Modeling soft biological tissues as anisotropic materials requires the definition of a proper collagen fibers architecture. Anisotropy prediction in tube-like arterial models is very simple and based on experimental observations that two families of collagen fibers are embedded in an isotropic ground matrix and have a mean helical orientation around the circumferential direction [R1, R2]. Anisotropy in complex geometries may be introduced either calculating the principal stress directions from an isotropic analysis, setting fiber directions at an angle between the first and second principal directions of stress [R3, R4]; or defining a proper local coordinate system in each element of the (reference) FE mesh, setting fiber directions at an angle between the circumferential and axial directions [R5, P1].
Goals and Methods
The goal of this study is to define the collagen fibers architecture in complex geometries, such as patient-specific geometries of aortic valve root and of bifurcations in carotid and coronary arteries. The approach is a generalization to complex geometries of the method used in tube-like arterial model, wherein a local cylindrical coordinate system is defined for each element of the FE mesh with the local axial axes coincides with a segment of the centerline.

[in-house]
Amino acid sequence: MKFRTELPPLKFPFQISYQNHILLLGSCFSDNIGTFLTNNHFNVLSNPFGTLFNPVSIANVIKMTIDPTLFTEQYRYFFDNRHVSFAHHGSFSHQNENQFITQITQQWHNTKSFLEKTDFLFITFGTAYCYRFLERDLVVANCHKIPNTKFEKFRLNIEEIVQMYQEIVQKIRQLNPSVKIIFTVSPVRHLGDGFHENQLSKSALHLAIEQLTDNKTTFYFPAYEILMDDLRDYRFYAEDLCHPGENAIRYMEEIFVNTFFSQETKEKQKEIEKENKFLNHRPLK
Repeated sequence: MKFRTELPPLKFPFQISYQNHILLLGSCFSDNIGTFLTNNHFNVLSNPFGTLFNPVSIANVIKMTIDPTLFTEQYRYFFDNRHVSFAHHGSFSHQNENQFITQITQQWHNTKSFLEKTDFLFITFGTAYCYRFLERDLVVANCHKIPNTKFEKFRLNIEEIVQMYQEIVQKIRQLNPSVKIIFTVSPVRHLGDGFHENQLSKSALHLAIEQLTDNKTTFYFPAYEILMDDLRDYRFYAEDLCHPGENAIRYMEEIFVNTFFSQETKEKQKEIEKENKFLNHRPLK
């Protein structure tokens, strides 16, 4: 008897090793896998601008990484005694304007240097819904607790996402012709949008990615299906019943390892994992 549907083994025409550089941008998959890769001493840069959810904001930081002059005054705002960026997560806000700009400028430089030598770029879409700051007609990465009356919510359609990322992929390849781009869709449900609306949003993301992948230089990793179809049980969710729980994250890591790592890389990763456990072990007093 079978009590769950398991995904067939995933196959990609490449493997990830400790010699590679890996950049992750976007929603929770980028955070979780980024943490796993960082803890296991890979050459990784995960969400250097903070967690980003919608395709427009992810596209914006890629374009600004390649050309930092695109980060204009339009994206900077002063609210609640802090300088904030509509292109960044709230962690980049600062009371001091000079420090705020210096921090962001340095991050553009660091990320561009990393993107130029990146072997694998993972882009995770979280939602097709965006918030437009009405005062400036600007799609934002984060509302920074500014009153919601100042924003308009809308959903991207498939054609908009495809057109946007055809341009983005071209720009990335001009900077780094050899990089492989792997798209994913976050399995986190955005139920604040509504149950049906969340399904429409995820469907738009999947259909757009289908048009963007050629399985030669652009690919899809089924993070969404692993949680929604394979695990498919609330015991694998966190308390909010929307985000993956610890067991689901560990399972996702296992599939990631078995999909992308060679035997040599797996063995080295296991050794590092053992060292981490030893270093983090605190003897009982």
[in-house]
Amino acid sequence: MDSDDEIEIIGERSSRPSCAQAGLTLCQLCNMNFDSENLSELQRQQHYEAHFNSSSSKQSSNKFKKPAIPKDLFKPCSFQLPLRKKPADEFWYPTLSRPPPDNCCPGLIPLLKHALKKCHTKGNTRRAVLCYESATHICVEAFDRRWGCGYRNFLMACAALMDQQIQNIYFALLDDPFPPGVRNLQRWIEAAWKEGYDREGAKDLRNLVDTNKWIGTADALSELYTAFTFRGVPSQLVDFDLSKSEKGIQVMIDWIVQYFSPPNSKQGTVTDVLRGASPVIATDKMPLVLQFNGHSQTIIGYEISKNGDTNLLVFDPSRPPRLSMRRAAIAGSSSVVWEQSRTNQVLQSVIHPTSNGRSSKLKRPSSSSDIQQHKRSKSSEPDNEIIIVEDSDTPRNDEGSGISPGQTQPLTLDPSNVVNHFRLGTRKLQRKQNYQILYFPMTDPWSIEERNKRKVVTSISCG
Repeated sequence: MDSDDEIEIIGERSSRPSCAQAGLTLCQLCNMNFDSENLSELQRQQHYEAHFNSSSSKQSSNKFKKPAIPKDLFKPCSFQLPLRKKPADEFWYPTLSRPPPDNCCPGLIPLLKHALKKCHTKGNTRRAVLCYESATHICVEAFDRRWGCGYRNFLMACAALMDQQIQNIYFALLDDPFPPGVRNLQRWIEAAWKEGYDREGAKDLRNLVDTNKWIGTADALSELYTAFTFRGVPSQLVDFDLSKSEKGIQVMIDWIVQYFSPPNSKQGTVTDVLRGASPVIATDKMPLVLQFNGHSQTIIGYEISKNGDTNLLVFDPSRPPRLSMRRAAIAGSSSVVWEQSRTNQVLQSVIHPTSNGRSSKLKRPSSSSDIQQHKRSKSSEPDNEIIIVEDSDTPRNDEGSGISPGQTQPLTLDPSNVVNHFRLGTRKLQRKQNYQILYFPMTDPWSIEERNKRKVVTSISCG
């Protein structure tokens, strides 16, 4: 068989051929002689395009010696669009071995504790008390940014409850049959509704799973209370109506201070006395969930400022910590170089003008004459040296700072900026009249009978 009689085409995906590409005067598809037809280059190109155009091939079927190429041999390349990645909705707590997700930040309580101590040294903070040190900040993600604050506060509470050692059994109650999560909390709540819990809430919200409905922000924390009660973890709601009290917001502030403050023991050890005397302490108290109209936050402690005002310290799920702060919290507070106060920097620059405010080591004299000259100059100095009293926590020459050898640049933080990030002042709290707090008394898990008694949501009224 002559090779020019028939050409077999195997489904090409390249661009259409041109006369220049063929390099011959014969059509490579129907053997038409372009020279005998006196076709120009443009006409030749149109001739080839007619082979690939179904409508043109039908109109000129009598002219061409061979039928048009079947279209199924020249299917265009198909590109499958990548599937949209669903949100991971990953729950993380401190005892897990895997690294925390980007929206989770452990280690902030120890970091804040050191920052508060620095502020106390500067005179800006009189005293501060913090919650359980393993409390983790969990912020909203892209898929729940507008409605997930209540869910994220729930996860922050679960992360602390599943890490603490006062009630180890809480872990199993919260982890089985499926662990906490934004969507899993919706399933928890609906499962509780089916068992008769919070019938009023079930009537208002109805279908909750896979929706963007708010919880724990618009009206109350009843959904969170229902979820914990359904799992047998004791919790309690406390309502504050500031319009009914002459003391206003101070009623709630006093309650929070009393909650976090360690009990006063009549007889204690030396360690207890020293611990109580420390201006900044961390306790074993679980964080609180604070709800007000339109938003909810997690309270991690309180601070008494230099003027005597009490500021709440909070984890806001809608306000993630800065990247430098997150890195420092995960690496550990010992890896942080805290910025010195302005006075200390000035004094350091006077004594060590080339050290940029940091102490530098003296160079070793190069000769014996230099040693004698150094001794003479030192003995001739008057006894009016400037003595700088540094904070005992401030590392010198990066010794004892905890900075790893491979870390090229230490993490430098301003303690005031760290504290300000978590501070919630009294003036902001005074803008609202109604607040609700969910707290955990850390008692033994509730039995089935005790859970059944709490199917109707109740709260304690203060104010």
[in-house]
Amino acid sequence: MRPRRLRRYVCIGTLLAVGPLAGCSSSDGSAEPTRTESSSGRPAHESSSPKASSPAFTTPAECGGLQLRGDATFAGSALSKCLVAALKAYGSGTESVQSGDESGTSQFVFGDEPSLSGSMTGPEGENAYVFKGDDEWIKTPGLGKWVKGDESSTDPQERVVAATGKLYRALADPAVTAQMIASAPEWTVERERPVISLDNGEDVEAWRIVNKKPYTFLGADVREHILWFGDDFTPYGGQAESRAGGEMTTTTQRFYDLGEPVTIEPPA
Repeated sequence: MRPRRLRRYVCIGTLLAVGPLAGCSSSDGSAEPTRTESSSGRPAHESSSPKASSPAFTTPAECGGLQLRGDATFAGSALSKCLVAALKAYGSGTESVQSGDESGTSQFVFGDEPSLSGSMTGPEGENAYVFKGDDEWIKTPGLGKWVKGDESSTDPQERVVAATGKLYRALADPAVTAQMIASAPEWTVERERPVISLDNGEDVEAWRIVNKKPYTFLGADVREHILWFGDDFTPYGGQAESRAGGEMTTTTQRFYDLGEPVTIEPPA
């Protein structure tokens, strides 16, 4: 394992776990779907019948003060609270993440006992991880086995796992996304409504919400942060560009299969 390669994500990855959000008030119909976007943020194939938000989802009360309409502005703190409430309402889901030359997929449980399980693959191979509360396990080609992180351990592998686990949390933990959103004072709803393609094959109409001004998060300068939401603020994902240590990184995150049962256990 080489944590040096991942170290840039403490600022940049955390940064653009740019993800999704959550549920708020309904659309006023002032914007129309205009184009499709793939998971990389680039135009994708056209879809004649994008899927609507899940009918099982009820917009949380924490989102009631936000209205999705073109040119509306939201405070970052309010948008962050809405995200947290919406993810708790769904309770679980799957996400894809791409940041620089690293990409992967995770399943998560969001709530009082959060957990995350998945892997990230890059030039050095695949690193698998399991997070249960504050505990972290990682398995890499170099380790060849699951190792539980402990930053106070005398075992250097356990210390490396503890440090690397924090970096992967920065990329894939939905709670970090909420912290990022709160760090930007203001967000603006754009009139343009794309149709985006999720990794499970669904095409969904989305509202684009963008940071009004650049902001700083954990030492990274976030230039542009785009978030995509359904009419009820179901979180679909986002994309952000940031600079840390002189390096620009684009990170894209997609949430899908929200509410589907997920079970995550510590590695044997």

- Fiber architecture in (patient-specific) aortic valve root
Fig. 1: a) Aortic valve root mesh (b) Corresponding fiber architecture.
- Fiber architecture in (patient-specific) carotid artery
Fig. 2: (a) Carotid artery mesh (b) Corresponding fiber architecture.
- Fiber architecture in (human) coronary artery
Fig. 3: (a) Coronary artery mesh (b) Corresponding fiber architecture.
- Fiber architecture in (human) coronary bifurcation
Fig. 4: (a) Coronary bifurcation mesh (b) Corresponding fiber architecture
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[P1] F. Auricchio, M. Conti, A. Ferrara, S. Morganti and A. Reali. Patient-specific finite element analysis of carotid artery stenting: a focus on vessel modeling. International Journal for Numerical Methods in Biomedical Engineering. 29 (2013) 645–664.